A favourite West Kootenay summer camp suffered major damage from the wind storm last week.
A significant stand of three massive cedar trees fell through the roof of Camp Koolaree’s washroom during the Jan. 13 storm that wrecked havoc throughout the region.
“We will recover from this,” said Camp Koolaree Society chair Peter Herd. “Our camp has run every summer for 90 years. Even with the ongoing pandemic, we adapted to run small day-camps in 2020. Koolaree is a resilient place, and we are dedicated to finding a way through this.”
The trees destroyed part of the building that housed the camp’s showers and boy’s washroom, and although the damage is severe, it could have been worse.
Turns out, last summer the camp had already begun construction on a new wash house, which remains unfinished and awaits funding to complete the interior walls, floor, and plumbing.
“We are extremely fortunate these trees came down now instead of a year ago,” said Herd. “The camp hopes to complete the new wash house before June, but that all depends on if we can fundraise enough money by then.”
The Camp Koolaree society, which is a registered charity affiliated with the United Church of Canada, has served generations of Kootenay families since 1931 as the Nelson-area’s longest running children’s summer camp.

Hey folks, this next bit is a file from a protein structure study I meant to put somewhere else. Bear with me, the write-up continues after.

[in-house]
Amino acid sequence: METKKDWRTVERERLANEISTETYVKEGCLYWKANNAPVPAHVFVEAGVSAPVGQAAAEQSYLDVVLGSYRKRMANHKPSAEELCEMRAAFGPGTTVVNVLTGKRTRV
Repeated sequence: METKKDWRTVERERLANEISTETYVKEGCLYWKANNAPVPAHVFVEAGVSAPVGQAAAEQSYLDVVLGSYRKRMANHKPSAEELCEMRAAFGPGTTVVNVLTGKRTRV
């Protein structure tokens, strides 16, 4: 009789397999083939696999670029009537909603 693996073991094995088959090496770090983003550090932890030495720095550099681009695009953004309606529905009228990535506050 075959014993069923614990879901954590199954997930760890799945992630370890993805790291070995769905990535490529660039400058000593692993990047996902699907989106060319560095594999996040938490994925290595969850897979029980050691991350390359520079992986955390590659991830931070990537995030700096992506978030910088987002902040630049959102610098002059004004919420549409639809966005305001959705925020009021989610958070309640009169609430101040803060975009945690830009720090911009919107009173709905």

The camp, located on the West Arm of Kootenay Lake, is mainly run by volunteers, and hosts up to 150 young campers in a non-COVID summer.
Herd hopes insurance from the old building may cover some or all of the costs in finishing the new wash house. However, given the urgent timeline, the camp is appealing to the public for help.
To donate funds to help rebuild Camp Koolaree, residents can go to canadahelps.org and search Camp Koolaree. Supporters can also mail a cheque to the Camp office at 1300 Pine Ave. Trail, B.C. V1R 4E6.
All surplus funds raised will go to the camp’s ongoing building projects to replace aging facilities.
Koolaree’s mission is to provide a camp experience in a safe, sustainable, and natural setting, and to foster a deeper individual connection to community, creation, and the creator among campers and staff.
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